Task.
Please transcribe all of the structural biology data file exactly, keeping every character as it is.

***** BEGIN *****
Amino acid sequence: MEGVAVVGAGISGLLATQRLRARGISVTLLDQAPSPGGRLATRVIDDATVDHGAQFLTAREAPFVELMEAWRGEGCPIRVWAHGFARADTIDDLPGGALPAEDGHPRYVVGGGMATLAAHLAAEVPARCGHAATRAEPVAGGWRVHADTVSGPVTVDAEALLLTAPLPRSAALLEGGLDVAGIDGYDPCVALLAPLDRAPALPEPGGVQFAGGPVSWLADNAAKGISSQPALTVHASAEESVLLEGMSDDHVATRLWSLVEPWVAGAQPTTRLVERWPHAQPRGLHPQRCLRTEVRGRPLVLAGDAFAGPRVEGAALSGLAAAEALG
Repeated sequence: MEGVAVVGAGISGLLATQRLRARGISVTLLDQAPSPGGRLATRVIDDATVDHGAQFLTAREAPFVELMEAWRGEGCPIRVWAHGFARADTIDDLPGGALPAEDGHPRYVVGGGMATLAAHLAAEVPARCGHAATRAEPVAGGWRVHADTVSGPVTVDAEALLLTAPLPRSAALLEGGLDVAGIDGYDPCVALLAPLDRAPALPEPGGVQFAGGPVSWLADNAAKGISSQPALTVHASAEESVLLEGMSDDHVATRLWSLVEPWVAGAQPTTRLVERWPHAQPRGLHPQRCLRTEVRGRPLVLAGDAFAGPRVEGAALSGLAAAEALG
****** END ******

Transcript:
Amino acid sequence: MEGVAVVGAGISGLLATQRLRARGISVTLLDQAPSPGGRLATRVIDDATVDHGAQFLTAREAPFVELMEAWRGEGCPIRVWAHGFARADTIDDLPGGALPAEDGHPRYVVGGGMATLAAHLAAEVPARCGHAATRAEPVAGGWRVHADTVSGPVTVDAEALLLTAPLPRSAALLEGGLDVAGIDGYDPCVALLAPLDRAPALPEPGGVQFAGGPVSWLADNAAKGISSQPALTVHASAEESVLLEGMSDDHVATRLWSLVEPWVAGAQPTTRLVERWPHAQPRGLHPQRCLRTEVRGRPLVLAGDAFAGPRVEGAALSGLAAAEALG
Repeated sequence: MEGVAVVGAGISGLLATQRLRARGISVTLLDQAPSPGGRLATRVIDDATVDHGAQFLTAREAPFVELMEAWRGEGCPIRVWAHGFARADTIDDLPGGALPAEDGHPRYVVGGGMATLAAHLAAEVPARCGHAATRAEPVAGGWRVHADTVSGPVTVDAEALLLTAPLPRSAALLEGGLDVAGIDGYDPCVALLAPLDRAPALPEPGGVQFAGGPVSWLADNAAKGISSQPALTVHASAEESVLLEGMSDDHVATRLWSLVEPWVAGAQPTTRLVERWPHAQPRGLHPQRCLRTEVRGRPLVLAGDAFAGPRVEGAALSGLAAAEALG